They Always Come Back
At The One School’s graduation ceremony, I gave a message to the parents, which upon further reflection I find to be relevant in helping us strengthen our important relationships.
In one of his short stories, Leo Tolstoy tells of an emperor who embarked on a journey to find a new philosophy to guide his own personal life in his pursuit of becoming an effective and benevolent ruler. At the end of his process, the emperor narrowed the solution to three questions:
1. When is the most important time?
2. What is the most important thing to do?
3. Who is the most important person in your life?
The answers to the first two questions are quite predictable—NOW is the most important time and BEING KIND is the most important thing to do. The answer to the to the third question is more interesting—I’ll get back to it.
Gali and I were preparing ourselves for the first Passover Seder without having the whole family together, as our daughter Maya is away at college. Maya called me that morning to wish me a Happy Passover and to tell me she will be celebrating at the Hillel. Only that wasn’t her real plan; five minutes before the Seder she showed up at Temple. We were, obviously, thrilled. When we said goodbye the next morning (too short a visit, but better than none at all), she told us how she never really appreciated the amount of love she gets from us and the whole community, and how important she is to so many people.
I read about an Australian mother whose six-year-old son became very angry one day and told her “Mother, I don’t love you anymore and I’m leaving the house”. “Okay my darling,” said the mother, “Let me help you with the packing”. They went to his room and she helped him pack all the essentials: his teddy bear, his lucky pants, and his Superman costume. Then she went to the kitchen to make his favorite sandwiches so he will not go hungry when he is away. At the door, the little boy was holding his little suitcase in one hand and a brown bag with the sandwiches in the other. As he started walking down the short pathway, his mother said “Goodbye darling, don’t forget to keep in touch”. The boy opened the gate, turned left and disappeared into his new future. Less than two minutes later, he ran back home, straight into his mother’s open arms who was still standing by the door. She later explained, “I knew that nobody ever leaves a loving home. They always come back.”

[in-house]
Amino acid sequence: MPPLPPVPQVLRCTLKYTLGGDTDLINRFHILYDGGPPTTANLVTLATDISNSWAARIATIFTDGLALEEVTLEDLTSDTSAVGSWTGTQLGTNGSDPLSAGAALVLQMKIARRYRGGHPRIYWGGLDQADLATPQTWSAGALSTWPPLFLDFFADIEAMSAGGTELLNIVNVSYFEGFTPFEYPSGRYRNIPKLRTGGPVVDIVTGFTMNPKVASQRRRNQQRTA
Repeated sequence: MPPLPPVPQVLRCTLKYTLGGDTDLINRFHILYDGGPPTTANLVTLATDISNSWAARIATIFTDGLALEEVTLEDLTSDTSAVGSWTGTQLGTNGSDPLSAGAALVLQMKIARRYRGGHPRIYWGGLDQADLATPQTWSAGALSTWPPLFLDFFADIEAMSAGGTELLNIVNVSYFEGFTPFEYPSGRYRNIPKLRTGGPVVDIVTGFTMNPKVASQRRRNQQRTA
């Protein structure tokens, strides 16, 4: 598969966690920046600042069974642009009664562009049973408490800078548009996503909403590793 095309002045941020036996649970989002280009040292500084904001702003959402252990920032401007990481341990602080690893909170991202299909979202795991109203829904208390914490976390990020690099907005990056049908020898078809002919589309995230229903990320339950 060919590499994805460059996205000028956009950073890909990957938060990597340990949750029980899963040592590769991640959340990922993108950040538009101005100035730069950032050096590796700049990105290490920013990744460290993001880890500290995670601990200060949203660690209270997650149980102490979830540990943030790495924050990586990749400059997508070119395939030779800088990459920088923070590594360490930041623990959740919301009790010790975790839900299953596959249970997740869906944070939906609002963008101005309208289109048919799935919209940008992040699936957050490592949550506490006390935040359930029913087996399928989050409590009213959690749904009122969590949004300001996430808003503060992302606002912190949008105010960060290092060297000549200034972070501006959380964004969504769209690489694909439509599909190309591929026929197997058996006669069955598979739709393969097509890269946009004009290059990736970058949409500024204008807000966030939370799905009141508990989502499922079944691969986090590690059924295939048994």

How do we create a loving home? The answer to Tolstoy’s third question, “Who is the most important person in your life?” is THE PERSON WITH WHOM YOU ARE RIGHT NOW. You probably remember times when you talked to a professor or supervisor and they were outwardly there, but inwardly somewhere else. They were just waiting for this conversation to end so they could move on to the next person. Luckily, we also have other people in our lives who, whenever we are with them, make us feel that we are the most important person. There is nothing in the world they want to do other than be with us.
Children don’t need our company so much. They enjoy being by themselves, daydreaming, playing with their toys, reading books, and yes, staring at their screens. But when they must tell us something important or have an urgent question (which all of them are), they must feel that at that moment that they are the most important person in our life. No texting, no checking Facebook, no looking at them with one eye as the other is kept on the TV while we mumble, “Great job, honey, beautiful, keep playing”. You don’t fool them—they get it. But when we give them the proper attention reserved for the most important person, they would never leave (even when they live far away) because “Nobody ever leaves a place when they feel loved.”